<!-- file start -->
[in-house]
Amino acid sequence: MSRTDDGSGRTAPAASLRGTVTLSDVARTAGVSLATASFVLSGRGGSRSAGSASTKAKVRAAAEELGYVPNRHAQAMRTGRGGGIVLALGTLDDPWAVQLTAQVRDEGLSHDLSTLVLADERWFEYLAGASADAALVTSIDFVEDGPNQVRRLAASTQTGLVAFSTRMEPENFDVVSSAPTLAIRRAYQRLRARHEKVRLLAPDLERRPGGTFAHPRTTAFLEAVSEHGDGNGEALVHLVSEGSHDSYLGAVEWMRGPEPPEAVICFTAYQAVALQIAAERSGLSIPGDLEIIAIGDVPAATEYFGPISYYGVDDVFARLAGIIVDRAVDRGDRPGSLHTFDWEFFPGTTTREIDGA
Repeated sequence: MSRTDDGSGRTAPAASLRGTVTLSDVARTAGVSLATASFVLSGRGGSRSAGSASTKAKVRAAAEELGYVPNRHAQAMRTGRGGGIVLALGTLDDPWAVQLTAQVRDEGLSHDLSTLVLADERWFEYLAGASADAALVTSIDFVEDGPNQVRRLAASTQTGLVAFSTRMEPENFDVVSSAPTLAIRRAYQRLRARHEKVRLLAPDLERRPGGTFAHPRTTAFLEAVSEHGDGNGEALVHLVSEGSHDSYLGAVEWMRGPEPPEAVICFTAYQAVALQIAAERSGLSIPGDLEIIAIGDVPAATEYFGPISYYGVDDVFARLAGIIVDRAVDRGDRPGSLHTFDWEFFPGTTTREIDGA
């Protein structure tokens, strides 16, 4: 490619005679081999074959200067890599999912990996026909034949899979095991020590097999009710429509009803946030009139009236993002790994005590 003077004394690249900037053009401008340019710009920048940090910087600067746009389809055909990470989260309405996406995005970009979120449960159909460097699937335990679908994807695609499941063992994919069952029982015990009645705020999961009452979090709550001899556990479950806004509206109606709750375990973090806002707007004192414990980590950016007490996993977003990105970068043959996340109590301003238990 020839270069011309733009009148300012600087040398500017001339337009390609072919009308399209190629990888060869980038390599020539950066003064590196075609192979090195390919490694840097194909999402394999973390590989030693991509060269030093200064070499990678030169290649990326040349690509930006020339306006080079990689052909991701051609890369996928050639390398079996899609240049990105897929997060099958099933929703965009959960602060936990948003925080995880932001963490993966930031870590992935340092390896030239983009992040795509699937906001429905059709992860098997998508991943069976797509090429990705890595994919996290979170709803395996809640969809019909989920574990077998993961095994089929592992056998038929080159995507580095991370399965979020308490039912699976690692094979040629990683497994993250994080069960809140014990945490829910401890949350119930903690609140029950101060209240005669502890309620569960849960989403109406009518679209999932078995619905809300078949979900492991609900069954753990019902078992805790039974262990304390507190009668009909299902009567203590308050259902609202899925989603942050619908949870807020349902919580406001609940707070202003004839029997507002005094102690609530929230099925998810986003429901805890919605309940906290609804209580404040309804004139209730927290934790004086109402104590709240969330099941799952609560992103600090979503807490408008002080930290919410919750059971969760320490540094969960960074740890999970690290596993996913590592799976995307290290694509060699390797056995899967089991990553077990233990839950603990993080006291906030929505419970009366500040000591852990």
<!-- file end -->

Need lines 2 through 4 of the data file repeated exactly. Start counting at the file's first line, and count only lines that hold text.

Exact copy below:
Amino acid sequence: MSRTDDGSGRTAPAASLRGTVTLSDVARTAGVSLATASFVLSGRGGSRSAGSASTKAKVRAAAEELGYVPNRHAQAMRTGRGGGIVLALGTLDDPWAVQLTAQVRDEGLSHDLSTLVLADERWFEYLAGASADAALVTSIDFVEDGPNQVRRLAASTQTGLVAFSTRMEPENFDVVSSAPTLAIRRAYQRLRARHEKVRLLAPDLERRPGGTFAHPRTTAFLEAVSEHGDGNGEALVHLVSEGSHDSYLGAVEWMRGPEPPEAVICFTAYQAVALQIAAERSGLSIPGDLEIIAIGDVPAATEYFGPISYYGVDDVFARLAGIIVDRAVDRGDRPGSLHTFDWEFFPGTTTREIDGA
Repeated sequence: MSRTDDGSGRTAPAASLRGTVTLSDVARTAGVSLATASFVLSGRGGSRSAGSASTKAKVRAAAEELGYVPNRHAQAMRTGRGGGIVLALGTLDDPWAVQLTAQVRDEGLSHDLSTLVLADERWFEYLAGASADAALVTSIDFVEDGPNQVRRLAASTQTGLVAFSTRMEPENFDVVSSAPTLAIRRAYQRLRARHEKVRLLAPDLERRPGGTFAHPRTTAFLEAVSEHGDGNGEALVHLVSEGSHDSYLGAVEWMRGPEPPEAVICFTAYQAVALQIAAERSGLSIPGDLEIIAIGDVPAATEYFGPISYYGVDDVFARLAGIIVDRAVDRGDRPGSLHTFDWEFFPGTTTREIDGA
């Protein structure tokens, strides 16, 4: 490619005679081999074959200067890599999912990996026909034949899979095991020590097999009710429509009803946030009139009236993002790994005590 003077004394690249900037053009401008340019710009920048940090910087600067746009389809055909990470989260309405996406995005970009979120449960159909460097699937335990679908994807695609499941063992994919069952029982015990009645705020999961009452979090709550001899556990479950806004509206109606709750375990973090806002707007004192414990980590950016007490996993977003990105970068043959996340109590301003238990 020839270069011309733009009148300012600087040398500017001339337009390609072919009308399209190629990888060869980038390599020539950066003064590196075609192979090195390919490694840097194909999402394999973390590989030693991509060269030093200064070499990678030169290649990326040349690509930006020339306006080079990689052909991701051609890369996928050639390398079996899609240049990105897929997060099958099933929703965009959960602060936990948003925080995880932001963490993966930031870590992935340092390896030239983009992040795509699937906001429905059709992860098997998508991943069976797509090429990705890595994919996290979170709803395996809640969809019909989920574990077998993961095994089929592992056998038929080159995507580095991370399965979020308490039912699976690692094979040629990683497994993250994080069960809140014990945490829910401890949350119930903690609140029950101060209240005669502890309620569960849960989403109406009518679209999932078995619905809300078949979900492991609900069954753990019902078992805790039974262990304390507190009668009909299902009567203590308050259902609202899925989603942050619908949870807020349902919580406001609940707070202003004839029997507002005094102690609530929230099925998810986003429901805890919605309940906290609804209580404040309804004139209730927290934790004086109402104590709240969330099941799952609560992103600090979503807490408008002080930290919410919750059971969760320490540094969960960074740890999970690290596993996913590592799976995307290290694509060699390797056995899967089991990553077990233990839950603990993080006291906030929505419970009366500040000591852990």